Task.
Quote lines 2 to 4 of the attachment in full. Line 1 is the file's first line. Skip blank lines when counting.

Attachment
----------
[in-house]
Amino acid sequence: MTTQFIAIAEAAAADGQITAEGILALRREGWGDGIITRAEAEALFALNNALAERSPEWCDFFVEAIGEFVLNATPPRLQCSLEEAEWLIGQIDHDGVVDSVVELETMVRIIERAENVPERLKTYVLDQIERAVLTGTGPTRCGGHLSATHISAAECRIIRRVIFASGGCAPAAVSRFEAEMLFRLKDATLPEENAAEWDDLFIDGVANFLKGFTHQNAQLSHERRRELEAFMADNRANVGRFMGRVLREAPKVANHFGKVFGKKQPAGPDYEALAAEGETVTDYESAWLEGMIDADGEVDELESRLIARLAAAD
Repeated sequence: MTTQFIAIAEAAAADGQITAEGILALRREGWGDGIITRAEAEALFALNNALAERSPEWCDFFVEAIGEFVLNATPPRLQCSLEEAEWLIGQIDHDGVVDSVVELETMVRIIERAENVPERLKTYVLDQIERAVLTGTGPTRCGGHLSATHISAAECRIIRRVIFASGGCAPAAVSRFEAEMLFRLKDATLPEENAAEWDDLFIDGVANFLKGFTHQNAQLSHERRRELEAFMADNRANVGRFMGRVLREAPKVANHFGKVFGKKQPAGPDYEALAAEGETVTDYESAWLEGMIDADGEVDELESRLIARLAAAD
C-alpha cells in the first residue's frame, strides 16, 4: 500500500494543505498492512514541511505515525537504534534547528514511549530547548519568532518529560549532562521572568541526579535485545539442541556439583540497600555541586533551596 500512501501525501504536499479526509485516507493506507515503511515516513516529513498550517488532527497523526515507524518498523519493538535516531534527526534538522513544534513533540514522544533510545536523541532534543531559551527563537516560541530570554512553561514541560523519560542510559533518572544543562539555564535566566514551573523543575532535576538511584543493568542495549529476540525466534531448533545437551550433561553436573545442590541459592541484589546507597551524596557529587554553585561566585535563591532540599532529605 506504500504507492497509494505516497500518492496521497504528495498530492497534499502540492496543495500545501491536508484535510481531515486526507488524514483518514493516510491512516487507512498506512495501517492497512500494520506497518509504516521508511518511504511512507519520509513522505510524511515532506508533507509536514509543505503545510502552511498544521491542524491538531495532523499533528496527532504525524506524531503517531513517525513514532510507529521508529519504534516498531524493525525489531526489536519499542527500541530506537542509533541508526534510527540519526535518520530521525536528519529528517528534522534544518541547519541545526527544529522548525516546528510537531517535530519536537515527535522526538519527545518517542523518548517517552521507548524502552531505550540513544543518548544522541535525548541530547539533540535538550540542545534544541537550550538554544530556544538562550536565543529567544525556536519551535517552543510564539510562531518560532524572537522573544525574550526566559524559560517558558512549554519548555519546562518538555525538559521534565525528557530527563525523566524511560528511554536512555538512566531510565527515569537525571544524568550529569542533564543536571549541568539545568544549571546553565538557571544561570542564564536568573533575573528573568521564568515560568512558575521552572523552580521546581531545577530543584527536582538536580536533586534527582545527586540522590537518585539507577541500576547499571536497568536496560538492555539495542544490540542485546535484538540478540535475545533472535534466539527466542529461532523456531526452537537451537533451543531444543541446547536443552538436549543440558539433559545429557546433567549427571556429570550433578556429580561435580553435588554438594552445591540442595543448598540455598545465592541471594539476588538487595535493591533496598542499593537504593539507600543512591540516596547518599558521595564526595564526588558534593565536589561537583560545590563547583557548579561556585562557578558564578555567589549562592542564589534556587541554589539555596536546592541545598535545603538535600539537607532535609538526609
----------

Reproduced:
Amino acid sequence: MTTQFIAIAEAAAADGQITAEGILALRREGWGDGIITRAEAEALFALNNALAERSPEWCDFFVEAIGEFVLNATPPRLQCSLEEAEWLIGQIDHDGVVDSVVELETMVRIIERAENVPERLKTYVLDQIERAVLTGTGPTRCGGHLSATHISAAECRIIRRVIFASGGCAPAAVSRFEAEMLFRLKDATLPEENAAEWDDLFIDGVANFLKGFTHQNAQLSHERRRELEAFMADNRANVGRFMGRVLREAPKVANHFGKVFGKKQPAGPDYEALAAEGETVTDYESAWLEGMIDADGEVDELESRLIARLAAAD
Repeated sequence: MTTQFIAIAEAAAADGQITAEGILALRREGWGDGIITRAEAEALFALNNALAERSPEWCDFFVEAIGEFVLNATPPRLQCSLEEAEWLIGQIDHDGVVDSVVELETMVRIIERAENVPERLKTYVLDQIERAVLTGTGPTRCGGHLSATHISAAECRIIRRVIFASGGCAPAAVSRFEAEMLFRLKDATLPEENAAEWDDLFIDGVANFLKGFTHQNAQLSHERRRELEAFMADNRANVGRFMGRVLREAPKVANHFGKVFGKKQPAGPDYEALAAEGETVTDYESAWLEGMIDADGEVDELESRLIARLAAAD
C-alpha cells in the first residue's frame, strides 16, 4: 500500500494543505498492512514541511505515525537504534534547528514511549530547548519568532518529560549532562521572568541526579535485545539442541556439583540497600555541586533551596 500512501501525501504536499479526509485516507493506507515503511515516513516529513498550517488532527497523526515507524518498523519493538535516531534527526534538522513544534513533540514522544533510545536523541532534543531559551527563537516560541530570554512553561514541560523519560542510559533518572544543562539555564535566566514551573523543575532535576538511584543493568542495549529476540525466534531448533545437551550433561553436573545442590541459592541484589546507597551524596557529587554553585561566585535563591532540599532529605 506504500504507492497509494505516497500518492496521497504528495498530492497534499502540492496543495500545501491536508484535510481531515486526507488524514483518514493516510491512516487507512498506512495501517492497512500494520506497518509504516521508511518511504511512507519520509513522505510524511515532506508533507509536514509543505503545510502552511498544521491542524491538531495532523499533528496527532504525524506524531503517531513517525513514532510507529521508529519504534516498531524493525525489531526489536519499542527500541530506537542509533541508526534510527540519526535518520530521525536528519529528517528534522534544518541547519541545526527544529522548525516546528510537531517535530519536537515527535522526538519527545518517542523518548517517552521507548524502552531505550540513544543518548544522541535525548541530547539533540535538550540542545534544541537550550538554544530556544538562550536565543529567544525556536519551535517552543510564539510562531518560532524572537522573544525574550526566559524559560517558558512549554519548555519546562518538555525538559521534565525528557530527563525523566524511560528511554536512555538512566531510565527515569537525571544524568550529569542533564543536571549541568539545568544549571546553565538557571544561570542564564536568573533575573528573568521564568515560568512558575521552572523552580521546581531545577530543584527536582538536580536533586534527582545527586540522590537518585539507577541500576547499571536497568536496560538492555539495542544490540542485546535484538540478540535475545533472535534466539527466542529461532523456531526452537537451537533451543531444543541446547536443552538436549543440558539433559545429557546433567549427571556429570550433578556429580561435580553435588554438594552445591540442595543448598540455598545465592541471594539476588538487595535493591533496598542499593537504593539507600543512591540516596547518599558521595564526595564526588558534593565536589561537583560545590563547583557548579561556585562557578558564578555567589549562592542564589534556587541554589539555596536546592541545598535545603538535600539537607532535609538526609